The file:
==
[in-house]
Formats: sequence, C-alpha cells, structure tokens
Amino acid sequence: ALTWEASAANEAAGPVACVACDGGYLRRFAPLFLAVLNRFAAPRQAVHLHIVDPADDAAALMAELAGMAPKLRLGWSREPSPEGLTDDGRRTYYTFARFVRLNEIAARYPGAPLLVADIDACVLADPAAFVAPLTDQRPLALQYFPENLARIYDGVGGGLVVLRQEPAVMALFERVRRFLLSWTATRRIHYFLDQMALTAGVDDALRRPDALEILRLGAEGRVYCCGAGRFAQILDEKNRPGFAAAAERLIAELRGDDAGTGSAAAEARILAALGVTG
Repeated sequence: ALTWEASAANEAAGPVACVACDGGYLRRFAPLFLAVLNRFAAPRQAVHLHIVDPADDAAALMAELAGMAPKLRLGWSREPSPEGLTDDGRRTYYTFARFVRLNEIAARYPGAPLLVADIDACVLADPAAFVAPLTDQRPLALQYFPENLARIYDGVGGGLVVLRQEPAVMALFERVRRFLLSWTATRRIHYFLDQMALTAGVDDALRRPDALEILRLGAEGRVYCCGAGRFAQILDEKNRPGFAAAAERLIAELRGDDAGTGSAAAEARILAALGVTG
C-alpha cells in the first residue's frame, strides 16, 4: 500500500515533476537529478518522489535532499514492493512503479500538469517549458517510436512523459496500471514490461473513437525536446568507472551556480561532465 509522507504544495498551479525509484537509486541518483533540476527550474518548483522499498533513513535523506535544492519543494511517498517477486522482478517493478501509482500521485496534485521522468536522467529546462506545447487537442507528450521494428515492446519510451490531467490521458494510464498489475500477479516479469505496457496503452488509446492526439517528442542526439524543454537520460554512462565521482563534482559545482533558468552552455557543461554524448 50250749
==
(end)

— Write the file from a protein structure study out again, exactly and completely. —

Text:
[in-house]
Formats: sequence, C-alpha cells, structure tokens
Amino acid sequence: ALTWEASAANEAAGPVACVACDGGYLRRFAPLFLAVLNRFAAPRQAVHLHIVDPADDAAALMAELAGMAPKLRLGWSREPSPEGLTDDGRRTYYTFARFVRLNEIAARYPGAPLLVADIDACVLADPAAFVAPLTDQRPLALQYFPENLARIYDGVGGGLVVLRQEPAVMALFERVRRFLLSWTATRRIHYFLDQMALTAGVDDALRRPDALEILRLGAEGRVYCCGAGRFAQILDEKNRPGFAAAAERLIAELRGDDAGTGSAAAEARILAALGVTG
Repeated sequence: ALTWEASAANEAAGPVACVACDGGYLRRFAPLFLAVLNRFAAPRQAVHLHIVDPADDAAALMAELAGMAPKLRLGWSREPSPEGLTDDGRRTYYTFARFVRLNEIAARYPGAPLLVADIDACVLADPAAFVAPLTDQRPLALQYFPENLARIYDGVGGGLVVLRQEPAVMALFERVRRFLLSWTATRRIHYFLDQMALTAGVDDALRRPDALEILRLGAEGRVYCCGAGRFAQILDEKNRPGFAAAAERLIAELRGDDAGTGSAAAEARILAALGVTG
C-alpha cells in the first residue's frame, strides 16, 4: 500500500515533476537529478518522489535532499514492493512503479500538469517549458517510436512523459496500471514490461473513437525536446568507472551556480561532465 509522507504544495498551479525509484537509486541518483533540476527550474518548483522499498533513513535523506535544492519543494511517498517477486522482478517493478501509482500521485496534485521522468536522467529546462506545447487537442507528450521494428515492446519510451490531467490521458494510464498489475500477479516479469505496457496503452488509446492526439517528442542526439524543454537520460554512462565521482563534482559545482533558468552552455557543461554524448 50250749